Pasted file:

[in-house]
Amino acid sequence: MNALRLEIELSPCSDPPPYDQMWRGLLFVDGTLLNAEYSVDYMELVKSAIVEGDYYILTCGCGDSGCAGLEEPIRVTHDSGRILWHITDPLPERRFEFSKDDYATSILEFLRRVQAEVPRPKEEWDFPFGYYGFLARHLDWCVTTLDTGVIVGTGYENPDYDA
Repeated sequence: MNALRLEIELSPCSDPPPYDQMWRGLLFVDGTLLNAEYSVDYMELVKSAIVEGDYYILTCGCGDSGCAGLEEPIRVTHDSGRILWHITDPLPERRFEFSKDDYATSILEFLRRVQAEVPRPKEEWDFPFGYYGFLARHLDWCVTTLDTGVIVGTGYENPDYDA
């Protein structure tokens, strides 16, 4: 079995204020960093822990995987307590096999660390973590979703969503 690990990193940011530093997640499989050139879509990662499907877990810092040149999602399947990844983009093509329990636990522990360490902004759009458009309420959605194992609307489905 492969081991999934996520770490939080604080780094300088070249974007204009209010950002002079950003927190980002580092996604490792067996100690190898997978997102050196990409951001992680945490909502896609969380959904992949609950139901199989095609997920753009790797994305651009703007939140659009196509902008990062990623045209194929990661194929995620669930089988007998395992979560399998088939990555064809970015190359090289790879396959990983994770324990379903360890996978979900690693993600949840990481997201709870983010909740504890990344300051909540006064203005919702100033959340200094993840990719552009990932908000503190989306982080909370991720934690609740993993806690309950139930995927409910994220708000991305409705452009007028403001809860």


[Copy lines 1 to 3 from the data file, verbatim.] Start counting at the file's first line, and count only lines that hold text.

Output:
[in-house]
Amino acid sequence: MNALRLEIELSPCSDPPPYDQMWRGLLFVDGTLLNAEYSVDYMELVKSAIVEGDYYILTCGCGDSGCAGLEEPIRVTHDSGRILWHITDPLPERRFEFSKDDYATSILEFLRRVQAEVPRPKEEWDFPFGYYGFLARHLDWCVTTLDTGVIVGTGYENPDYDA
Repeated sequence: MNALRLEIELSPCSDPPPYDQMWRGLLFVDGTLLNAEYSVDYMELVKSAIVEGDYYILTCGCGDSGCAGLEEPIRVTHDSGRILWHITDPLPERRFEFSKDDYATSILEFLRRVQAEVPRPKEEWDFPFGYYGFLARHLDWCVTTLDTGVIVGTGYENPDYDA